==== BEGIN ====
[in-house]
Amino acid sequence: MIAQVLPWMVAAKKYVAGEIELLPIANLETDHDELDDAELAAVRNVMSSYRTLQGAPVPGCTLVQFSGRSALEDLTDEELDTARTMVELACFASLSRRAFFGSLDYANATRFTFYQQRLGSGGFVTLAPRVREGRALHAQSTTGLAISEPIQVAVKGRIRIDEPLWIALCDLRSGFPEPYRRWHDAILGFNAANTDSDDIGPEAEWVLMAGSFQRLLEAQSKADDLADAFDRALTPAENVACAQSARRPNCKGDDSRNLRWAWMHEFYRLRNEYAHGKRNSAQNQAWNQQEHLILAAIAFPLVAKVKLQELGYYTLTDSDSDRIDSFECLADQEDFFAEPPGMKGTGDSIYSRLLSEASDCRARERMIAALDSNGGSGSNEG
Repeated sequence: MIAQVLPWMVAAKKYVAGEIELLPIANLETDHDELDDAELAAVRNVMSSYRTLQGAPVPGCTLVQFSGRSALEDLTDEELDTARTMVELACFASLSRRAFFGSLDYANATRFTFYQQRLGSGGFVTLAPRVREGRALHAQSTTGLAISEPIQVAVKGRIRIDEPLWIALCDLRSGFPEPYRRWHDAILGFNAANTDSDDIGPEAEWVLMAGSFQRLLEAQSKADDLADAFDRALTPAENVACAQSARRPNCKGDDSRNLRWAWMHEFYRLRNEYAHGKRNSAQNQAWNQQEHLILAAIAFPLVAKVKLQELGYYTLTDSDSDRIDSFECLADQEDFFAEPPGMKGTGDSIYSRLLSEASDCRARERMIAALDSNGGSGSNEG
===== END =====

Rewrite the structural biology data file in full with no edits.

[in-house]
Amino acid sequence: MIAQVLPWMVAAKKYVAGEIELLPIANLETDHDELDDAELAAVRNVMSSYRTLQGAPVPGCTLVQFSGRSALEDLTDEELDTARTMVELACFASLSRRAFFGSLDYANATRFTFYQQRLGSGGFVTLAPRVREGRALHAQSTTGLAISEPIQVAVKGRIRIDEPLWIALCDLRSGFPEPYRRWHDAILGFNAANTDSDDIGPEAEWVLMAGSFQRLLEAQSKADDLADAFDRALTPAENVACAQSARRPNCKGDDSRNLRWAWMHEFYRLRNEYAHGKRNSAQNQAWNQQEHLILAAIAFPLVAKVKLQELGYYTLTDSDSDRIDSFECLADQEDFFAEPPGMKGTGDSIYSRLLSEASDCRARERMIAALDSNGGSGSNEG
Repeated sequence: MIAQVLPWMVAAKKYVAGEIELLPIANLETDHDELDDAELAAVRNVMSSYRTLQGAPVPGCTLVQFSGRSALEDLTDEELDTARTMVELACFASLSRRAFFGSLDYANATRFTFYQQRLGSGGFVTLAPRVREGRALHAQSTTGLAISEPIQVAVKGRIRIDEPLWIALCDLRSGFPEPYRRWHDAILGFNAANTDSDDIGPEAEWVLMAGSFQRLLEAQSKADDLADAFDRALTPAENVACAQSARRPNCKGDDSRNLRWAWMHEFYRLRNEYAHGKRNSAQNQAWNQQEHLILAAIAFPLVAKVKLQELGYYTLTDSDSDRIDSFECLADQEDFFAEPPGMKGTGDSIYSRLLSEASDCRARERMIAALDSNGGSGSNEG